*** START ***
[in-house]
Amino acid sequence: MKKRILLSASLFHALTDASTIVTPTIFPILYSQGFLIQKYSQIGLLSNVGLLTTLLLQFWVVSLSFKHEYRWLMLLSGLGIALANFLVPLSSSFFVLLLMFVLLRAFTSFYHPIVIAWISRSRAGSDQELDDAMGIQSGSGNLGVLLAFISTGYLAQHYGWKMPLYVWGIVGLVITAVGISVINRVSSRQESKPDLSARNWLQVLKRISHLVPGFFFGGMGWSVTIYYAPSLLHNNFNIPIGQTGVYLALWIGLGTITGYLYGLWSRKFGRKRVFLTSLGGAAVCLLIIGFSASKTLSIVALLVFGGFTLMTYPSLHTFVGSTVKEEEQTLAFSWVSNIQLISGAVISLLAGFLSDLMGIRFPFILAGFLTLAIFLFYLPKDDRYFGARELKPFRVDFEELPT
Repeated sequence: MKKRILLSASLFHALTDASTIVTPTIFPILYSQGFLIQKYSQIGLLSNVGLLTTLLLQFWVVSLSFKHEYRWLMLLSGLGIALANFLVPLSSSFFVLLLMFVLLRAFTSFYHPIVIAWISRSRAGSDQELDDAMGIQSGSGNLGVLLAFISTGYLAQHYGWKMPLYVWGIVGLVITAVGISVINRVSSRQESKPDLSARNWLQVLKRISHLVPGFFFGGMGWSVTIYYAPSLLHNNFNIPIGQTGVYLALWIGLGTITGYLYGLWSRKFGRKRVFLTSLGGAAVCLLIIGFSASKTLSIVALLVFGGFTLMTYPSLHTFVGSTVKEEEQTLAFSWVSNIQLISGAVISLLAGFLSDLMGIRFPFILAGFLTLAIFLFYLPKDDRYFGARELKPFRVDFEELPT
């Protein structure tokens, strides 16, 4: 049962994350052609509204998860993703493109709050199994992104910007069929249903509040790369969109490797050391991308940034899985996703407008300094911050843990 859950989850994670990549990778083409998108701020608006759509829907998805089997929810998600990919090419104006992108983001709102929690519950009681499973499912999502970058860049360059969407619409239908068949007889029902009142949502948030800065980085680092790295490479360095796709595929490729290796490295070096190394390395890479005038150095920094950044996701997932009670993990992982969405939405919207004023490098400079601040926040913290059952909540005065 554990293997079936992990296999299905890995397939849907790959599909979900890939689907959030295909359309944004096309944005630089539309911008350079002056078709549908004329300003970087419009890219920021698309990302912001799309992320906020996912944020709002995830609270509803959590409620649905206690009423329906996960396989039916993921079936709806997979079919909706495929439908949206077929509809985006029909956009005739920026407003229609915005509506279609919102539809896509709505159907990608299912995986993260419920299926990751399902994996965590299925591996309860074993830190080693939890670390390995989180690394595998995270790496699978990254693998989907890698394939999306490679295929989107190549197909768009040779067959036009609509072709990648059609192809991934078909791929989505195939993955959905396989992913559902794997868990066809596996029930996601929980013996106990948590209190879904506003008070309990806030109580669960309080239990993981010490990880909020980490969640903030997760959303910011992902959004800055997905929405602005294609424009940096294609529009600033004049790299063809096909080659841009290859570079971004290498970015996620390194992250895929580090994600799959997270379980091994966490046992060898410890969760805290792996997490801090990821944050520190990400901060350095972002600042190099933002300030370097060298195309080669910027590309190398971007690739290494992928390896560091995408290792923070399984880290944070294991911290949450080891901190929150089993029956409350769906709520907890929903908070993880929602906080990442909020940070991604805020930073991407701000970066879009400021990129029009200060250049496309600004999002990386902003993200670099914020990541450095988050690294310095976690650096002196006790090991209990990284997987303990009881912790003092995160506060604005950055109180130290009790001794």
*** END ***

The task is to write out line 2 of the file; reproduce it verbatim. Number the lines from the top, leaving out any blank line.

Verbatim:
Amino acid sequence: MKKRILLSASLFHALTDASTIVTPTIFPILYSQGFLIQKYSQIGLLSNVGLLTTLLLQFWVVSLSFKHEYRWLMLLSGLGIALANFLVPLSSSFFVLLLMFVLLRAFTSFYHPIVIAWISRSRAGSDQELDDAMGIQSGSGNLGVLLAFISTGYLAQHYGWKMPLYVWGIVGLVITAVGISVINRVSSRQESKPDLSARNWLQVLKRISHLVPGFFFGGMGWSVTIYYAPSLLHNNFNIPIGQTGVYLALWIGLGTITGYLYGLWSRKFGRKRVFLTSLGGAAVCLLIIGFSASKTLSIVALLVFGGFTLMTYPSLHTFVGSTVKEEEQTLAFSWVSNIQLISGAVISLLAGFLSDLMGIRFPFILAGFLTLAIFLFYLPKDDRYFGARELKPFRVDFEELPT